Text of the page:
When Amazon-owned Goodreads launched its discount ebook service last month, I wondered whether Amazon would find reasons to prune back its competition.
The first to lose its affiliate status with Amazon was Fussy Librarian, which went under the axe the week before Goodreads announced. At the time it looked like that was an isolated incident, but now it has been followed by two more sites, Pixel of Ink and eReaderIQ.
Fussy Librarian continues to operate, but the fate of the other sites is less certain.
Pixel of Ink announced today that they have shut down. They didn't give a specific reason, but did say that "due to changes in the eBook world and in our life, it is time for us to move on, and Pixel of Ink must now end".
I'm still following up with PoI, so I can't tell you the specific reason for its closure, but I do know that it wasn't the only casualty. eReaderIQ has made a similar, albeit more detailed announcement today. They've posted a notice on their homepage to the effect that:
As of June 10, 2016, eReaderIQ is no longer eligible to participate in the Amazon.com affiliate program. What this means is that we are no longer able to monetize this site simply by having users click on our links.
Because of this, we will need to rely on our users' support to keep the site running. Our short term goal is to generate enough user support to cover the costs of operating the site.
The notice goes on to ask for donations, and say that the site may relaunch as a subscription-based service in the future.
I spoke to eReaderIQ founder Christian Hupfeld on the phone this evening, and he told me that Amazon terminated the site's affiliate account for various violations of Amazon's ToS.
Like Fussy Librarian, eReaderIQ offered an email service where users could be notified of deals in the Kindle Store, and it also had a Chrome extension. Both are violations of Amazon's ToS, but rather than give the eReaderIQ a chance to correct the violations Amazon has instead cut the site off.
And that's not all.
Hupfeld told me that Amazon didn't just disable eReaderIQ's affiliate account; they also terminated all of his other unrelated affiliate accounts with Amazon sites in other countries (Italy, Germany, etc) even though they had nothing to do with eReaderIQ.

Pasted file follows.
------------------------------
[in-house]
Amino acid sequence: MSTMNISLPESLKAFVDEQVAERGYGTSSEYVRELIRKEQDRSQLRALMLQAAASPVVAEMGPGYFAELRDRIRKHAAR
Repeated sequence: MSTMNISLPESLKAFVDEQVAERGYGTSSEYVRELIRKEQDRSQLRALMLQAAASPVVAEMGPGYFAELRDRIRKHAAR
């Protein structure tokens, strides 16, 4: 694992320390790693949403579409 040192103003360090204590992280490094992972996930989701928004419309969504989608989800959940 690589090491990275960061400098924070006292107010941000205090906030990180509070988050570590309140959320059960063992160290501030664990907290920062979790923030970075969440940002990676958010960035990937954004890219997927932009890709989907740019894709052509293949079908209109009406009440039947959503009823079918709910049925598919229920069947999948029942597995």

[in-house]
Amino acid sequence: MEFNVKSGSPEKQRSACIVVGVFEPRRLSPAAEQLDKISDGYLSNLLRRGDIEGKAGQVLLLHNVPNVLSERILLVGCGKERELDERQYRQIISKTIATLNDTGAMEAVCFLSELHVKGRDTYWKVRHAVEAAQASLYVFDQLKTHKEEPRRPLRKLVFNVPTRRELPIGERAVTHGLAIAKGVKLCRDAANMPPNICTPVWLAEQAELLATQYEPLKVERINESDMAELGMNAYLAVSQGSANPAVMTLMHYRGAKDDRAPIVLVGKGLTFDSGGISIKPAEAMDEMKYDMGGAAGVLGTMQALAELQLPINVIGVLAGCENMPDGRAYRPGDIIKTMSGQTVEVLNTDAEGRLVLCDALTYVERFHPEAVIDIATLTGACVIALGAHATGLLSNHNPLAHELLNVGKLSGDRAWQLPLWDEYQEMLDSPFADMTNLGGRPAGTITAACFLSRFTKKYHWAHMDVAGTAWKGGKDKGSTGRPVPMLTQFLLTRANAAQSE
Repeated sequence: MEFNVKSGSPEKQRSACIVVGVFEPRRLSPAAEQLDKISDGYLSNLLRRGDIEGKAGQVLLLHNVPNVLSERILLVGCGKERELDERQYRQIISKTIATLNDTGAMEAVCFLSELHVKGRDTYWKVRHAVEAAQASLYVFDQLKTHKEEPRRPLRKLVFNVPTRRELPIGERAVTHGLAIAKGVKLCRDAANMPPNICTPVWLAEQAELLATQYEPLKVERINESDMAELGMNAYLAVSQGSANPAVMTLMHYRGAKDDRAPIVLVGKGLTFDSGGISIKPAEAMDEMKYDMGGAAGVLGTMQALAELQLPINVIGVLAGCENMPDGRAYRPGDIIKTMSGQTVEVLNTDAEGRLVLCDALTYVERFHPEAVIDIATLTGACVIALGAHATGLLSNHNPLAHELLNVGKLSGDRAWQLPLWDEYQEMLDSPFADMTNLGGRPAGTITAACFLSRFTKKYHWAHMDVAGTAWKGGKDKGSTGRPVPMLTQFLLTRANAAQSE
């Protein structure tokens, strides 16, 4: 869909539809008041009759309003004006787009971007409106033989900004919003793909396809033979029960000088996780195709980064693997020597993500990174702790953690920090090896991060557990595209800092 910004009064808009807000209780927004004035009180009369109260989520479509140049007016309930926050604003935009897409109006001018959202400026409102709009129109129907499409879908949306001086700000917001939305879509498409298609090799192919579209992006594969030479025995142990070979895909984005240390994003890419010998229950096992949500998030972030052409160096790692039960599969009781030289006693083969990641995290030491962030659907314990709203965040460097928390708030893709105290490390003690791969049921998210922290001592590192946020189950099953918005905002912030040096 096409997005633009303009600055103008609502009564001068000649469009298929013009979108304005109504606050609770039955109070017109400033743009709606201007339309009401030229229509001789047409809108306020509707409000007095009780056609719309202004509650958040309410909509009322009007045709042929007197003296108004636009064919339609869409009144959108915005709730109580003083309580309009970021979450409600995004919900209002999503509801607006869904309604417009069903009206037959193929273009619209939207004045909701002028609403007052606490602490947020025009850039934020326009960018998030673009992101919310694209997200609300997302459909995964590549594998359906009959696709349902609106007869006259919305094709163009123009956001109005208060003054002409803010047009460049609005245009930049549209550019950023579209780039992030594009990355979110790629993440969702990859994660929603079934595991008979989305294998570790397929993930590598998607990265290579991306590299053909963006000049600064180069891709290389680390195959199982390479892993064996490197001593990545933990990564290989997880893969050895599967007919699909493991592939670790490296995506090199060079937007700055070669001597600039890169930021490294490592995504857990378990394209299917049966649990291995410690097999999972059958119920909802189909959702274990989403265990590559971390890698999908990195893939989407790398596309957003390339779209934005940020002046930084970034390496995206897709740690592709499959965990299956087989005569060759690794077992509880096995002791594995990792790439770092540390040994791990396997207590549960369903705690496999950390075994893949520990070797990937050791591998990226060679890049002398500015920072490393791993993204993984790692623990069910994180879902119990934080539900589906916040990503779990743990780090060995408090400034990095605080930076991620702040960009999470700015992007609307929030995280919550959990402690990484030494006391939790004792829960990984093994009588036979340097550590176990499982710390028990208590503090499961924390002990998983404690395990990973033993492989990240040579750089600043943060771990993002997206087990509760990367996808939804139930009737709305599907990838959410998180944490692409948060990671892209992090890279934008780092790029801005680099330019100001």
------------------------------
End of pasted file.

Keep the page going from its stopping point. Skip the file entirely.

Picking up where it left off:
He has effectively been blacklisted by Amazon.
And he's not the only one, nor will he be the last. Hupfeld told me that another ebook site had also been blacklisted, even after it cleaned up its act and tried to use other affiliate accounts, and as the weeks go by we will surely hear of additional sites shutting down.
Amazon's affiliate system is one of the retailer's great strengths. It's easy to use, and gives websites a financial incentive to send their visitors to Amazon.
This system, and the bevy of ebook sites that grew up around it, helped make the Kindle the biggest ebook platform by giving it lots of cheap advertising.
But now that Goodreads has its own discount ebook service (and now that Amazon has no ebook competitors left), apparently the retailer has decided that it no longer needs the help of the ebook sites.
And so after turning a blind eye to rules violations for many years, it has now decided to crack down.
That is certainly Amazon's right, but let's not pretend that Amazon is motivated by anything other than a desire to squash their competitors.
Amazon has demonstrated in the past that they can take a milder approach if they so choose. Remember, in 2013 Amazon took steps to discourage these same ebook sites from promoting the download of free ebooks.
eReaderIQ, for example, was generating one hundred free ebook downloads for each ebook purchased, and then was profiting off the affiliate fees generated when a free ebook downloader went on to buy other items. This cost Amazon money without generating any real sales for Amazon, which is why Amazon took action.
Even though these sites were violating Amazon's ToS at the time, Amazon didn't ban any of the sites, but they did hit the sites in the pocketbook and force them to start promoting more paid ebooks deals and fewer free ebooks.
But that was back when Amazon still needed the ebook sites to keep the Kindle on top. Now that Amazon has no real competition in the ebook market, the sites are superfluous.
And they have been given the boot.
image by Akira Ohgaki